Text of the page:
We Dig Through the Post-Apocalyptic Politics of 'Mad Max'


#1

On this late-but-great edition of Waypoint 101, Austin and Rob are joined by regular Waypoint freelancers Cameron Kunzelman and Dante Douglas for a deep dive on Mad Max, Avalanche's 2015 open world game based on the post-apocalyptic, car-crazed world. They dig into the game's world, characters (including... character names) and politics, with a healthy dose of Waypoint forum discussion. Content warning for a brief discussion of violence and misogynistic content in the game.


This is a companion discussion topic for the original entry at https://waypoint.vice.com/en_us/article/wjbvxq/mad-max-politics-fury-road

#2

Woo! Looking forward to this. Its such a conflicted game and yet it fascinates.


#3

Yay❤️ Quick query: should I expect spoilers for Fury Road?


#4

There are some light spoilers, but I don’t think you’ll get much out of some of the comparisons that we make without having seen the film. So you should watch the film first.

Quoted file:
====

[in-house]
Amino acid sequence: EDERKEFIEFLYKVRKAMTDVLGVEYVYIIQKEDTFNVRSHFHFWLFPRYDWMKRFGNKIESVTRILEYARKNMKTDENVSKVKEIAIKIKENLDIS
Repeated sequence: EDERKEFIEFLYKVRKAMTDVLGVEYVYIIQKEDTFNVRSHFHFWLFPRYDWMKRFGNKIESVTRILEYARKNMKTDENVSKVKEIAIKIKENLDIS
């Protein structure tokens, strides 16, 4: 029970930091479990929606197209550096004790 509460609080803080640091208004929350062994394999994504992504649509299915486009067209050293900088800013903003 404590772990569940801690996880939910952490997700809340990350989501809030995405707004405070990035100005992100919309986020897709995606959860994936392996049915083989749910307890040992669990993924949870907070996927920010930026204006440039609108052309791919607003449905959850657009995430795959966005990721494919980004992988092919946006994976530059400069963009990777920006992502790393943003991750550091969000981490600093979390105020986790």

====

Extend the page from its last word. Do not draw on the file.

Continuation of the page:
#5

Cheers, Camshaft. I, life happened years ago and broke me with regards to movies (especially).:slightly_smiling_face:


#6

Enjoyed the listening. Was playing the game at the same time, and that together with the discussion sort of cemented that I don’t want to play the game ever again. There really is something alluring about the vistas, and driving around in them, and the explosions, but nothing else works for me.

Besides that the game is just square, square, square, triangle, square square, triangle. I’m not very far, but I don’t see why I should keep playing since the game never shows me anything new. I know exactly what every mission or place will give me. Pressing square and triangle, and scrap so I can do the that thing supposedly better.


#7

Some interesting stuff in this episode, but boy it would have been nice to have any women in the discussion! Austin’s perfunctory “also the women stuff was bad” really didn’t feel like enough compared to how long they spent detailing the game’s other flaws, and given how much time they’ve historically spent on e.g. deadnaming in Red Strings Club.


#8